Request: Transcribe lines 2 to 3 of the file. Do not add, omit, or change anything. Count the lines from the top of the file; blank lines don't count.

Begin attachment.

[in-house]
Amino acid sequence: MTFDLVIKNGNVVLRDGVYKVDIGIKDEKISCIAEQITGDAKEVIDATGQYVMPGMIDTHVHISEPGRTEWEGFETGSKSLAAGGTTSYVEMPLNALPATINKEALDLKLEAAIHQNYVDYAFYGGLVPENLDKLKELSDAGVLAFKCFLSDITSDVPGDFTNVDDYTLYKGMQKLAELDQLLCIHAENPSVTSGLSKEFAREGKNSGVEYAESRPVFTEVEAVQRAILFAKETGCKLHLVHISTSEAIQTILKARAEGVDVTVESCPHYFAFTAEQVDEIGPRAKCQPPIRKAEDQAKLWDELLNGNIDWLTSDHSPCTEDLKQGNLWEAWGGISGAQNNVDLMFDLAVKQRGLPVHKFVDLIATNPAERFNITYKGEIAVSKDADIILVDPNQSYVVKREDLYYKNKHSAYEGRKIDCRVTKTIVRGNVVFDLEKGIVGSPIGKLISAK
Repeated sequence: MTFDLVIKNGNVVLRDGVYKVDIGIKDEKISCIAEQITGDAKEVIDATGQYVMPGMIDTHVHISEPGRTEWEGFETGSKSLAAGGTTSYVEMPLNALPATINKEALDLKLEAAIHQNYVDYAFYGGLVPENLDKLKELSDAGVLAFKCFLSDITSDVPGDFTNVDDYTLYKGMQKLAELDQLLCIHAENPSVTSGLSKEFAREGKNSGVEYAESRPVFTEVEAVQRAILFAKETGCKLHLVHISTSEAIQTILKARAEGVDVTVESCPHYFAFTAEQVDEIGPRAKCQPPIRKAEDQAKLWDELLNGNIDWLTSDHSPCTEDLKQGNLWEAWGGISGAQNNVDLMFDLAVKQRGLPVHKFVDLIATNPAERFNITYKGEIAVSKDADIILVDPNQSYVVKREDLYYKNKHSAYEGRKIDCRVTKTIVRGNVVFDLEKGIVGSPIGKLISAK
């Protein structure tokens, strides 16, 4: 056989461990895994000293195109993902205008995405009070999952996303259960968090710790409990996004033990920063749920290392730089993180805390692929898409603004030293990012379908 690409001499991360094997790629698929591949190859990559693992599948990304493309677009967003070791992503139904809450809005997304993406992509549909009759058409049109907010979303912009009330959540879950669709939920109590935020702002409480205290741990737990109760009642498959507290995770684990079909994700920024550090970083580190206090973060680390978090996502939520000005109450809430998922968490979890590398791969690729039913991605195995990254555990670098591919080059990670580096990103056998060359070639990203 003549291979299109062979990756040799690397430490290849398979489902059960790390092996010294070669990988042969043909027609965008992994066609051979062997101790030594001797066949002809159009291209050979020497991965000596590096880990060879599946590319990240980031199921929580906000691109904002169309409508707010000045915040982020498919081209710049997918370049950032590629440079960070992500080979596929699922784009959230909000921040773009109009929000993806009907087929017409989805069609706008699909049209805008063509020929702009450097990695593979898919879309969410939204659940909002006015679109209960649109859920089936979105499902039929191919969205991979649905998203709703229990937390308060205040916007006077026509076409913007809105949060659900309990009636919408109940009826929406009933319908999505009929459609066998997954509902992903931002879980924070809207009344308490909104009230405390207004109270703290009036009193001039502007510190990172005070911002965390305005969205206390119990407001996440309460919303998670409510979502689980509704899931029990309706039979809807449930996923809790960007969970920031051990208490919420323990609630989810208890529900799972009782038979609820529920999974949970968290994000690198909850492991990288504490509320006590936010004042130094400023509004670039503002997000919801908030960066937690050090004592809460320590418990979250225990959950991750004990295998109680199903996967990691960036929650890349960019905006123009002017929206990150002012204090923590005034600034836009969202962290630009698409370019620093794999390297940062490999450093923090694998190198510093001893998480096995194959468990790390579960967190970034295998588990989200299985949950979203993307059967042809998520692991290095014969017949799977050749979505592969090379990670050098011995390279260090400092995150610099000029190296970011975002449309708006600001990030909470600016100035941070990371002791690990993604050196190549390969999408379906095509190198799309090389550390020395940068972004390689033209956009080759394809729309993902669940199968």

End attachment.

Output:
Amino acid sequence: MTFDLVIKNGNVVLRDGVYKVDIGIKDEKISCIAEQITGDAKEVIDATGQYVMPGMIDTHVHISEPGRTEWEGFETGSKSLAAGGTTSYVEMPLNALPATINKEALDLKLEAAIHQNYVDYAFYGGLVPENLDKLKELSDAGVLAFKCFLSDITSDVPGDFTNVDDYTLYKGMQKLAELDQLLCIHAENPSVTSGLSKEFAREGKNSGVEYAESRPVFTEVEAVQRAILFAKETGCKLHLVHISTSEAIQTILKARAEGVDVTVESCPHYFAFTAEQVDEIGPRAKCQPPIRKAEDQAKLWDELLNGNIDWLTSDHSPCTEDLKQGNLWEAWGGISGAQNNVDLMFDLAVKQRGLPVHKFVDLIATNPAERFNITYKGEIAVSKDADIILVDPNQSYVVKREDLYYKNKHSAYEGRKIDCRVTKTIVRGNVVFDLEKGIVGSPIGKLISAK
Repeated sequence: MTFDLVIKNGNVVLRDGVYKVDIGIKDEKISCIAEQITGDAKEVIDATGQYVMPGMIDTHVHISEPGRTEWEGFETGSKSLAAGGTTSYVEMPLNALPATINKEALDLKLEAAIHQNYVDYAFYGGLVPENLDKLKELSDAGVLAFKCFLSDITSDVPGDFTNVDDYTLYKGMQKLAELDQLLCIHAENPSVTSGLSKEFAREGKNSGVEYAESRPVFTEVEAVQRAILFAKETGCKLHLVHISTSEAIQTILKARAEGVDVTVESCPHYFAFTAEQVDEIGPRAKCQPPIRKAEDQAKLWDELLNGNIDWLTSDHSPCTEDLKQGNLWEAWGGISGAQNNVDLMFDLAVKQRGLPVHKFVDLIATNPAERFNITYKGEIAVSKDADIILVDPNQSYVVKREDLYYKNKHSAYEGRKIDCRVTKTIVRGNVVFDLEKGIVGSPIGKLISAK